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Design: What is Experience Design?

Interesting material on the question, What is Experience Design? can be found over at Master New Media (which, by the way, is a superb resource on all things new media). Since I wrote a book called The Experience Designer: Learning, Networks and the Cybersphere a couple of years ago, it seems like a good time to review and rethink some of the ideas...

First of all, I don't know the origin or history of the term, nor have I studied "experience design" as a design discipline.And I am not a designer versed in the ins and outs of website coding, graphic design, or design theory.

My introduction to the idea came by the way of Peter Gabriel when he said:

"For a number of years I've wanted to become an experience designer rather than just a musician and this new technology is one of the things that is going to allow us to take a step in that direction. Interactivity is exciting because it helps us not just to be artists but to provide a lot of material for the audience to particpate in - so that eventually they become artists themselves and can use what we create, in a sense aas collage material, as stuff to explore and learn about from the inside." (Peter Gabriel, 1993)

The phrase "experience designer" came to me during a time in my career when I was teaching and intensively designing new ways to use technology with students. So, for me, the idea of experience design is immersed in ideas about learning. The quote from Peter Gabriel resonated with me because he refers to learning directly in his comment, I have a close affinity with his music, I have a background in ethnomusicology, I agree with McLuhan's comment that it is the artist (not the technophile) that finds new and innovative uses of technology, and I was searching for ways to transfer these musical metaphors of creativity and communication into the realm of education. The phrase "experience design" became a symbol of what I was trying to do in learing innovation.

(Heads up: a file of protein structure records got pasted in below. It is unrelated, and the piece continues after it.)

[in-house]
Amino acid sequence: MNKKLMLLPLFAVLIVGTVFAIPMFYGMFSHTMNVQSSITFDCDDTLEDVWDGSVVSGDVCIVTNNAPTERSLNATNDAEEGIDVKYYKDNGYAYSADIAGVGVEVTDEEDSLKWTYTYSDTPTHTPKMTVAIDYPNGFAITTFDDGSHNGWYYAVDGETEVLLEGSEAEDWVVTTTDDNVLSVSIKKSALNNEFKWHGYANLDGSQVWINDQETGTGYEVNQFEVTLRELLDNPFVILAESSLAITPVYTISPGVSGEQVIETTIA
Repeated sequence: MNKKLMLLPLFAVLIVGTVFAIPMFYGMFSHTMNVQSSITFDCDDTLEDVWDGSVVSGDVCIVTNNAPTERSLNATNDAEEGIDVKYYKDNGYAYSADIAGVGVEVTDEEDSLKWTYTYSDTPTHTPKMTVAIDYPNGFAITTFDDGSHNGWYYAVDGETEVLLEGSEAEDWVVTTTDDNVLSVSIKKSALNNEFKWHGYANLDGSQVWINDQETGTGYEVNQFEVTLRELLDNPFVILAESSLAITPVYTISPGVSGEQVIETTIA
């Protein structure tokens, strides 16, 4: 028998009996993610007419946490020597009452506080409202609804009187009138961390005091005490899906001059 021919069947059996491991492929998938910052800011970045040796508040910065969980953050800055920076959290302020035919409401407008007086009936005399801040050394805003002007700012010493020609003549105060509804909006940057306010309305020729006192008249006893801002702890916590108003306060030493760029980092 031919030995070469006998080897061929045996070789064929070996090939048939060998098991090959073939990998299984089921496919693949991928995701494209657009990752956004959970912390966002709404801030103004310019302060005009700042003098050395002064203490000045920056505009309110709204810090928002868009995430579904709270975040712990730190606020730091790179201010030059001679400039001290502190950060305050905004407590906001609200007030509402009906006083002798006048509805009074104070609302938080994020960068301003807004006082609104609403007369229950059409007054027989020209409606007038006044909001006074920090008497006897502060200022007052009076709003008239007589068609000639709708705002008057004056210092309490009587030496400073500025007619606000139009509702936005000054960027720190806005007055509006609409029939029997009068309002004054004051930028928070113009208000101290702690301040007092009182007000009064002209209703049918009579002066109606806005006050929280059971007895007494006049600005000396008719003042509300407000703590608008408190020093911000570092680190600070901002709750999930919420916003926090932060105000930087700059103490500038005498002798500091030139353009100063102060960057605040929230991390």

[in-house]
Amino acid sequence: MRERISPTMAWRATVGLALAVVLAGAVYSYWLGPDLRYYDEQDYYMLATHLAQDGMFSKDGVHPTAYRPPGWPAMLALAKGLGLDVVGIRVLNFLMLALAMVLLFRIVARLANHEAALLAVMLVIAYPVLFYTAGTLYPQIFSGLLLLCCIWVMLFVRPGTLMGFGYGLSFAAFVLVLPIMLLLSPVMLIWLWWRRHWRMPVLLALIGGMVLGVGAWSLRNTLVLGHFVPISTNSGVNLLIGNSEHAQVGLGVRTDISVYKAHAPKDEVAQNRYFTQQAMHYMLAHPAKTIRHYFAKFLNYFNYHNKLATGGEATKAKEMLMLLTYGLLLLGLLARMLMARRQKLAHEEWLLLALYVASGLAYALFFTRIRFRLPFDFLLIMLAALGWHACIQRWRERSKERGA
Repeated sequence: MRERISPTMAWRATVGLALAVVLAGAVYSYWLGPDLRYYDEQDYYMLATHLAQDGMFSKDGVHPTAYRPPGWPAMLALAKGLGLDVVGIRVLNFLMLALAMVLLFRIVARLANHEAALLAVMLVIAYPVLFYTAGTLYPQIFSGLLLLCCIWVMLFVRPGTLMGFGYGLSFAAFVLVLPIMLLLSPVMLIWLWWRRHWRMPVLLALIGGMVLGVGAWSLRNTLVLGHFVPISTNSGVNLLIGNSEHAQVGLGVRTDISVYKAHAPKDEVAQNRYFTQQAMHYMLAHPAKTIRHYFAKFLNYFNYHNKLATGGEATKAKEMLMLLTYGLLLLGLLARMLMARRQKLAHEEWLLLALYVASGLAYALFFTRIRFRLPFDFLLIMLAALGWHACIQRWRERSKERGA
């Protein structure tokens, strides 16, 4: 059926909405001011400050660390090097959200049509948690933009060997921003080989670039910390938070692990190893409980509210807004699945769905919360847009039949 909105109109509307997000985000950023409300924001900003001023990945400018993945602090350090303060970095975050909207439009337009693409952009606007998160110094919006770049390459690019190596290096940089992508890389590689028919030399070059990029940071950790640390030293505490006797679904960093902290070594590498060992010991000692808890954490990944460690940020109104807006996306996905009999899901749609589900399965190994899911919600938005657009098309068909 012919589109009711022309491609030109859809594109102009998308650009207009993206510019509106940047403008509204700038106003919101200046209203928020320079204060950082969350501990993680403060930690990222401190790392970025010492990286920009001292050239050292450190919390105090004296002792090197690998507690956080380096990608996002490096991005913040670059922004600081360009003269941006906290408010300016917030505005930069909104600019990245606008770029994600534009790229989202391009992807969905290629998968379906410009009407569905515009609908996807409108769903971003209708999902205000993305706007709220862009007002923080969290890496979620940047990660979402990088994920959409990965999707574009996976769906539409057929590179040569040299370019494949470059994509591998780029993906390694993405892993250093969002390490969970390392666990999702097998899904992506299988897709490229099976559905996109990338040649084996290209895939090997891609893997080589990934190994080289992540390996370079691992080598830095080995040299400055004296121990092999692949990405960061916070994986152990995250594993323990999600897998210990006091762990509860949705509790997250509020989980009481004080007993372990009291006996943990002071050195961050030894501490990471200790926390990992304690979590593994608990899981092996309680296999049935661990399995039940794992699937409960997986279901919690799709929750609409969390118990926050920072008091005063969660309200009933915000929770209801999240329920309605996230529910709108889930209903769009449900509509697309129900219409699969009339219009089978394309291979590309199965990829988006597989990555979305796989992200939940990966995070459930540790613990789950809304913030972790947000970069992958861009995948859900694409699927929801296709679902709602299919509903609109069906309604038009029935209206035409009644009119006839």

"Experience Design is an emerging paradigm, a call for inclusion: it calls for an integrative practice of design that can benefit all designers, including those who work in the new, interactive media" Experience Design by Bob Jacobson, 2000)

I believe that "a call for inclusion" is an axiom of Experience Design. At the time, and things haven't changed much, I was interested in finding ways of making the learning environment more inclusive for students. This meant that the traditional assumptions about curriculum, instructional design and evaluation had to be challenged and in some cases eliminated. By the way, this is an approach that does not tend to make a person many friends and one tends to quickly get dismissed as being rebellious. A great deal of education is fundamentally based on a one-to-many model of communication, but experience design demands something entirely different.

Designers need to step outside of their field in order to explore uncharted territory. By this I mean that developing more and more expertise inside the traditional domain of design may not be the most effective path to developing a radiant vision of experience design. This is not merely a "multi-disciplinary" venture in which different kinds of expertise are combined and integrated - although there is benefit in that. It is more of a trans-disciplinary approach in which the traditional boundaries of what constitutes an expertise or a discipline are transcended. And expertise in experience design is something that is equitable, shared and distributed across a broad range of participants. It is an encouragement to, as Peter Gabriel says, "to explore and learn about from the inside."